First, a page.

Why we as Christians should be concerned about Chinese rights.
For an American sitting at home, the problem of freedom in other countries is a bit like looking through a telescope. When finished looking, the problem stays at a distance. However, for the Christian, that problem cannot leave us indifferent because the power of the Spirit that unites us to others cuts the distances between us. Therefore, the issue of freedom in China, and religious freedom in particular, calls the Christian to reflect and consider the options for responding.
Recently, the writer Frank Ching, in an article published by The Globe and Mail on March 17, (and to whom I am indebted for the title of this article) cited examples of the discrepancies reported between the rights of the Chinese people as indicated in their constitution and the way these are respected in practice. He lists the rights guaranteed by the Chinese constitution, such as freedom of speech, of the press, and of assembly, to name a few. Now, we can add that included among the victims of the abuses reported over the years are fellow Christians, from bishops and pastors, to the lay faithful. We think of Cardinal Kung, who was imprisoned in China for 30 years, and who died ten years ago this month. With him, and with the others, we form one Body in Christ. If they are injured in their rights, then so are we, since we belong to the same Body.
Catholics look to the Second Vatican Council for a clear and excellent teaching concerning religious freedom. Regarding the basis of that freedom, the Council Fathers say “the right to religious freedom has its foundation in the very dignity of the human person as this dignity is known through the revealed word of God and by reason itself.” (Dignitatis Humanae,2) What does the revealed word of God tell us about that dignity? That man is made in the image and likeness of God (see Genesis chapter one). What does reason tell us? That each person is born free at the level of spirit, is unique in his personal history, and thus, is full of possibilities for contributing to the good of society.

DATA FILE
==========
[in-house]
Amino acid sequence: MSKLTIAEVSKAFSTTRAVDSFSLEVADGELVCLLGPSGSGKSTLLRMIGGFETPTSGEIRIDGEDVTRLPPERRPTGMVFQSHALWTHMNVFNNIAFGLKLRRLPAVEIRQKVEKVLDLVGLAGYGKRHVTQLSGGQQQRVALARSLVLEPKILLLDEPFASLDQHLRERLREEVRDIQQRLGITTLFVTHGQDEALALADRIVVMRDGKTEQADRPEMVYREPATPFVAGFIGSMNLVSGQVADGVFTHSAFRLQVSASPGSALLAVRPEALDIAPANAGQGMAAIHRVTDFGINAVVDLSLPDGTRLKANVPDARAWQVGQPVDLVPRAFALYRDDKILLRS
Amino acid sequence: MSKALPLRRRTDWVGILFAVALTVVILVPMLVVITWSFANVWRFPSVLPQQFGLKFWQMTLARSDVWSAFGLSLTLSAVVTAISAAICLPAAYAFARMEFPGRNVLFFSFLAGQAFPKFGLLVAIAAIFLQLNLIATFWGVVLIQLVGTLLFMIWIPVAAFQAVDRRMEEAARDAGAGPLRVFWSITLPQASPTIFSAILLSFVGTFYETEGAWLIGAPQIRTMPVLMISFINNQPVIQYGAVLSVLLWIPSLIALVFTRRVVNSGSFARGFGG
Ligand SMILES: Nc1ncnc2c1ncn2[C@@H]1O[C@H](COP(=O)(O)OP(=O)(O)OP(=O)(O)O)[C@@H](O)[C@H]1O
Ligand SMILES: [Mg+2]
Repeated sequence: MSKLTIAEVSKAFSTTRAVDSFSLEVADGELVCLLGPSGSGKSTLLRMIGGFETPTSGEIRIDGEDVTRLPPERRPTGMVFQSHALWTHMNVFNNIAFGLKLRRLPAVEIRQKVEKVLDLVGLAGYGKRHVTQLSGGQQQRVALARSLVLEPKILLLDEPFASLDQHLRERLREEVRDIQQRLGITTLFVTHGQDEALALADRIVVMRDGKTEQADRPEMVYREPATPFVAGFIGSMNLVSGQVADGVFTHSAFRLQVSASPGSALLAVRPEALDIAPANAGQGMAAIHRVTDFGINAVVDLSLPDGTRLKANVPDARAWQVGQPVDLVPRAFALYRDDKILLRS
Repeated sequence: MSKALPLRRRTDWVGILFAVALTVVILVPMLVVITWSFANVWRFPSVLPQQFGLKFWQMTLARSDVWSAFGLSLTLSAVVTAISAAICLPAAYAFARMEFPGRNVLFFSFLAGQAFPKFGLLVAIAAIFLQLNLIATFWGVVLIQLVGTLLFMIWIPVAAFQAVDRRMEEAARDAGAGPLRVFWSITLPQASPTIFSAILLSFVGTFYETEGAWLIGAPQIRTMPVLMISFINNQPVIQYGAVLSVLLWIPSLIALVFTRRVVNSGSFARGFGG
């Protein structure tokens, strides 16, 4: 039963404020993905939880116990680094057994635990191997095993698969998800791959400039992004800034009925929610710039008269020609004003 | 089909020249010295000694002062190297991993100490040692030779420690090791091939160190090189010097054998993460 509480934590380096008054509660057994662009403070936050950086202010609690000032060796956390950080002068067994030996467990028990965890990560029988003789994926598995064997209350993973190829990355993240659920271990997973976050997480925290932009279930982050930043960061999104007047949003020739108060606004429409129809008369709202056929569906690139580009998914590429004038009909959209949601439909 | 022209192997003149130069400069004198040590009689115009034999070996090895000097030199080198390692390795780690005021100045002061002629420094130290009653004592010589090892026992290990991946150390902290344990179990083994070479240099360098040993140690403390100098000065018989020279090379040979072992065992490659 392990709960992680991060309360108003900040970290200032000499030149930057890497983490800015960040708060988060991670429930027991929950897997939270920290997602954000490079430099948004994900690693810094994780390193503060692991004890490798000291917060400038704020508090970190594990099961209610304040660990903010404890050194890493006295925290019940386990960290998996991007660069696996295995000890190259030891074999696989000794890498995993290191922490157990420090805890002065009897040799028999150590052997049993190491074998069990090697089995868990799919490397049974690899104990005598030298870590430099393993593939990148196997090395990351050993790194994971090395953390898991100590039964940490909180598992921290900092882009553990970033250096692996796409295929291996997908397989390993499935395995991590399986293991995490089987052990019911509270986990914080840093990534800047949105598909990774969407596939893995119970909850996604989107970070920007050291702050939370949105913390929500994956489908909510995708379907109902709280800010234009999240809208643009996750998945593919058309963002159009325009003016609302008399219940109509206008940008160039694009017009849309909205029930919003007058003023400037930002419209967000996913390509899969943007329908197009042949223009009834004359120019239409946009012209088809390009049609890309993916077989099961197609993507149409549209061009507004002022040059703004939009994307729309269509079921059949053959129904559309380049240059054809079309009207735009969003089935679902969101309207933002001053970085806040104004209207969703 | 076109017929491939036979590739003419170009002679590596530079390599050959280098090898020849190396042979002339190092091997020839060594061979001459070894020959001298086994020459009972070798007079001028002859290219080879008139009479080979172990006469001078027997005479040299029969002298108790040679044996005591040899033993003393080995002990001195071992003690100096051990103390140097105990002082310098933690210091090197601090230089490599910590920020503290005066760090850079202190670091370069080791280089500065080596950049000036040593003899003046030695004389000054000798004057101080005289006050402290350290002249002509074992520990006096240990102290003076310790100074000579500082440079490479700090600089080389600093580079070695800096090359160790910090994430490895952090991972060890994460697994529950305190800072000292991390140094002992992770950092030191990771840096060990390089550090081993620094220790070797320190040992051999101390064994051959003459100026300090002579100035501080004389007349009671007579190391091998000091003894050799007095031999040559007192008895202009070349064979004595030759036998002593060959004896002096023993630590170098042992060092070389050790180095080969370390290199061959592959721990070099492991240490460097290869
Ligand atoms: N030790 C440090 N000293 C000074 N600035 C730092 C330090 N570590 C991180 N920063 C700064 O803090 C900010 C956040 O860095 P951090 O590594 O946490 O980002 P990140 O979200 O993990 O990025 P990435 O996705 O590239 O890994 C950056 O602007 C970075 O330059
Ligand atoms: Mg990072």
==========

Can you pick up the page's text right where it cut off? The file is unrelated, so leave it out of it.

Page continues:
The Chinese people possess the same human dignity as the rest of the human race, and for that reason, they are free, at least in spirit. That is why they have rights - in reality. That’s also why it’s only honest to have them recognized in law, as the Chinese government has so wisely done. Now, for peace to last within its borders, the Chinese authorities must begin to recognize those rights in practice. Otherwise, the plot is already written on the topic: any authority that systematically suppresses rights on a large scale ends in failure. How many times does a Soviet Union have to fall before people finally get the idea? How times do we have to read variations on the Gulag Archipelago?
People like Mr. Ching and those operating the Cardinal Kung Foundation do a service to us all. They do so by calling our attention to injustices that concern us because they affect our fellows far away and in particular, those brothers and sisters of the house of faith. We can do more than read articles on the topic because we are free to pray. Not only that, we are free to collaborate with those who urge China to recognize human rights in practice. No one wants to see tragedy befall a nation, but tragedy is the only ending to the story of suppressed rights. Are the Chinese doomed to repeat Egypt’s side of the Exodus? We pray that they are the wiser.
Michael Maciborski, LC studies for the priesthood in Rome. He can be reached at firstname.lastname@example.org.